Hepworth, Dame (Jocelyn) Barbara (1903–1975) By Bonett, Helena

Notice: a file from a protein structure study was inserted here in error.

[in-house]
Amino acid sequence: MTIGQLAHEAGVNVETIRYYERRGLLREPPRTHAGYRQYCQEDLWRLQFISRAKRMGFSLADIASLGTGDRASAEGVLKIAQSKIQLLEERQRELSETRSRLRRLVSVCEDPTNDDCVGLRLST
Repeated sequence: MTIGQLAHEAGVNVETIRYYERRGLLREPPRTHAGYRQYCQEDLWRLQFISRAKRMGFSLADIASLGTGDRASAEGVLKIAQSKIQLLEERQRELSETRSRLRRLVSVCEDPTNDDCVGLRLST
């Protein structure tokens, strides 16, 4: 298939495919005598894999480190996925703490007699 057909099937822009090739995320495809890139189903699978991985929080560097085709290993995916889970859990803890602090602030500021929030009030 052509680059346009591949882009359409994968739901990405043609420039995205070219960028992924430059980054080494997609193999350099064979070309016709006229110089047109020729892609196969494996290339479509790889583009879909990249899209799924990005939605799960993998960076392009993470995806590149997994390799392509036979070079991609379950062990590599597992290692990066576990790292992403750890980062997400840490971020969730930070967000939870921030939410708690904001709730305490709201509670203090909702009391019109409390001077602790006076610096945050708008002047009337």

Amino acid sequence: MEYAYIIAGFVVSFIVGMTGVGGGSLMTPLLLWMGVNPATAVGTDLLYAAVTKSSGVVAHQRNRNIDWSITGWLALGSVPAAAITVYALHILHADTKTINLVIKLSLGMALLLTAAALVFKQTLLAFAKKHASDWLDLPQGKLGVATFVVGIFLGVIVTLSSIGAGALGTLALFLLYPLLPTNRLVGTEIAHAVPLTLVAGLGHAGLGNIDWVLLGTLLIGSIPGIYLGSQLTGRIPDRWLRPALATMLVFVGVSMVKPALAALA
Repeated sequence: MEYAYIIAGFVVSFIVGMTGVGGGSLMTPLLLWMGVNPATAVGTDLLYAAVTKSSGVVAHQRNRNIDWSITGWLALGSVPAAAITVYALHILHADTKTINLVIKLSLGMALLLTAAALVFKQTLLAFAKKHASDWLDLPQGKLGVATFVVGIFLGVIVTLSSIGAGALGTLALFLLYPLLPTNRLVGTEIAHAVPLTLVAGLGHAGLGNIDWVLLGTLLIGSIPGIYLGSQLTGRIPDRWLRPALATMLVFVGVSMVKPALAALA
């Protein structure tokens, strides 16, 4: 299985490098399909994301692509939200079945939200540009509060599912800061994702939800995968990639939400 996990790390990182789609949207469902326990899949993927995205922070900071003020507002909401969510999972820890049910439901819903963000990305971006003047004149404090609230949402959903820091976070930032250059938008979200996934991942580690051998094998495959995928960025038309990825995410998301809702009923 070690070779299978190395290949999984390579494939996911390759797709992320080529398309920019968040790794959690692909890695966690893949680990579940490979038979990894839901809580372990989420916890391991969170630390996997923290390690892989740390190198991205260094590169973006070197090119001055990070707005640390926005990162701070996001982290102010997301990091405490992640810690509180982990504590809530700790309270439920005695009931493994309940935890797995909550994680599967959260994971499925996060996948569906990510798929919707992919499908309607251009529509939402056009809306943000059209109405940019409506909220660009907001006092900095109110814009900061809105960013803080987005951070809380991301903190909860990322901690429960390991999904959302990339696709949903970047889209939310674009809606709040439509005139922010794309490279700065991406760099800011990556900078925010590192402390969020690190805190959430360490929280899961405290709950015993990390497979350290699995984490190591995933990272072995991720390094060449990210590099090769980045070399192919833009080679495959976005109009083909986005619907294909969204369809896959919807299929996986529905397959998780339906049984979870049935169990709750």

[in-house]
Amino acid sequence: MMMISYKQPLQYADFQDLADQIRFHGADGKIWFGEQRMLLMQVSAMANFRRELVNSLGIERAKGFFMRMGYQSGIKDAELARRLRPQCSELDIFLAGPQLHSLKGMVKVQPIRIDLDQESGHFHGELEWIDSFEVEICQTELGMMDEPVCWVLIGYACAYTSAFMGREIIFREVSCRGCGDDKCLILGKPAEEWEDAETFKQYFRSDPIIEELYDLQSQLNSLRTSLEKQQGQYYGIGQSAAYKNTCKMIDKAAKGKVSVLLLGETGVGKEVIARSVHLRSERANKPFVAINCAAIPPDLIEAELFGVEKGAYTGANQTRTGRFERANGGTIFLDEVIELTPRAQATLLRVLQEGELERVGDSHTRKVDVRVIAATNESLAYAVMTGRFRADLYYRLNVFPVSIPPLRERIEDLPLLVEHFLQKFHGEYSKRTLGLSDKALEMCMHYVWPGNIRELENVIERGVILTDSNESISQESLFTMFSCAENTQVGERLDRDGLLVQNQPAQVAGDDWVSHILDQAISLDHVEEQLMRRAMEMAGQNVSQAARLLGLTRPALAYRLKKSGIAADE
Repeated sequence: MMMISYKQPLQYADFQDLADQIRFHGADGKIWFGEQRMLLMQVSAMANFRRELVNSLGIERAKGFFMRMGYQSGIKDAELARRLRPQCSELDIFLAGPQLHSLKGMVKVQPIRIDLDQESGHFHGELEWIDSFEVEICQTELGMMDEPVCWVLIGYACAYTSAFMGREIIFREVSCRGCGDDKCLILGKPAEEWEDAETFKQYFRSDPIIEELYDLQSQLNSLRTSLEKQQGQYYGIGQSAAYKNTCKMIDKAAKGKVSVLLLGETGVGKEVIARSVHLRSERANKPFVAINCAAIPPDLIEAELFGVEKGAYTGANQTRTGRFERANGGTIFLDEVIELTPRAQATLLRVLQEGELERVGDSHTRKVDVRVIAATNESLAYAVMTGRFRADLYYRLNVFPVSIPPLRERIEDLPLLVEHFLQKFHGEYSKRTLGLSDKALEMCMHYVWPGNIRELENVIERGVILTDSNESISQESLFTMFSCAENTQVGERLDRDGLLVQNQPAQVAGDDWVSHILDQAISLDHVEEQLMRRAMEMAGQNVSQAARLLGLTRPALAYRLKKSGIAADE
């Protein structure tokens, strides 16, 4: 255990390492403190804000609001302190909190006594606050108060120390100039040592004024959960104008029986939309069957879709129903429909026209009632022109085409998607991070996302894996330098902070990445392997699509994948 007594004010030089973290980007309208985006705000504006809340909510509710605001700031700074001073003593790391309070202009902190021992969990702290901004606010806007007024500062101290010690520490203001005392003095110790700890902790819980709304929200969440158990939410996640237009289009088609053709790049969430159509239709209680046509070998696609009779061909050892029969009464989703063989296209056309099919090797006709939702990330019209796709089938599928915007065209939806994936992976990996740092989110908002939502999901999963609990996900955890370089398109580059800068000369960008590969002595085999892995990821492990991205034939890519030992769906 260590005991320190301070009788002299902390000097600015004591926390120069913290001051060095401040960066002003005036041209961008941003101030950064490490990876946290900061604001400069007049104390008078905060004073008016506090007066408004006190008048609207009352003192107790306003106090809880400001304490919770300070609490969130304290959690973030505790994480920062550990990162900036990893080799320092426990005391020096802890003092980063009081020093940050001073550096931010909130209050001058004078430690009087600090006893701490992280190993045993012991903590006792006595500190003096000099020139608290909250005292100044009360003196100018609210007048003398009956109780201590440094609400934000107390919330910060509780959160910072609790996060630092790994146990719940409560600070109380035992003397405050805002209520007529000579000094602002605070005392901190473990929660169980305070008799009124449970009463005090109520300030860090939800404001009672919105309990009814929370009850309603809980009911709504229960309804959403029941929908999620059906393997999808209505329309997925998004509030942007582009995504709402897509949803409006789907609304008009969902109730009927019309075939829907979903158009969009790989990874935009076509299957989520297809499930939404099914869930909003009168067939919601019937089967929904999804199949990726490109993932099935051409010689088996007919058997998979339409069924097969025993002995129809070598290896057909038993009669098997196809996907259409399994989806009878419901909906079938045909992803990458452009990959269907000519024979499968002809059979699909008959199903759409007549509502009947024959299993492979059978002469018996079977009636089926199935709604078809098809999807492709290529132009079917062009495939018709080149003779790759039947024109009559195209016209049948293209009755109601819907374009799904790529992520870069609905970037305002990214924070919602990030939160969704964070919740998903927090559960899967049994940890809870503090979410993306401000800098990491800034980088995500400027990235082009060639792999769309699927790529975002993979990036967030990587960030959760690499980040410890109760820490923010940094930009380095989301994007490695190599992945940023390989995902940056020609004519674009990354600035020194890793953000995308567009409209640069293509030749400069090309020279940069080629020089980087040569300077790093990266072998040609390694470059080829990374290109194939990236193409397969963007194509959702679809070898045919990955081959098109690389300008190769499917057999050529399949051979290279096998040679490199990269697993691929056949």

Barbara Hepworth was a sculptor, draughtsperson, painter and printmaker, born in Yorkshire but based in London and St Ives in Cornwall, with a career spanning from the late 1920s to her death in 1975. Known for her pioneering abstract sculpture—including pierced forms and multipart arrangements—Hepworth was one of the leaders of the modernist movement in British visual arts. Her work also shares a confluence of ideas with modernists on the continent, many of whom she first met in France in the 1930s. At that time, her work was predominantly carved in wood and stone, but from the 1940s Hepworth began working with new materials, employing stringing and color in her carved pieces, and, in the following decade, using plaster and bronze to create large-scale works. She was a member of many groups, including Abstraction-Création in Paris, the 7 & 5 Society and Unit One in London, and the Penwith Society of Arts in St Ives. Engaged in a male-dominated art form, Hepworth struggled to gain the same recognition as contemporaries such as Henry Moore. Despite these difficulties, however, she gradually gained a reputation on the international stage. Today, Hepworth remains one of Britain’s most famous and best-loved sculptors.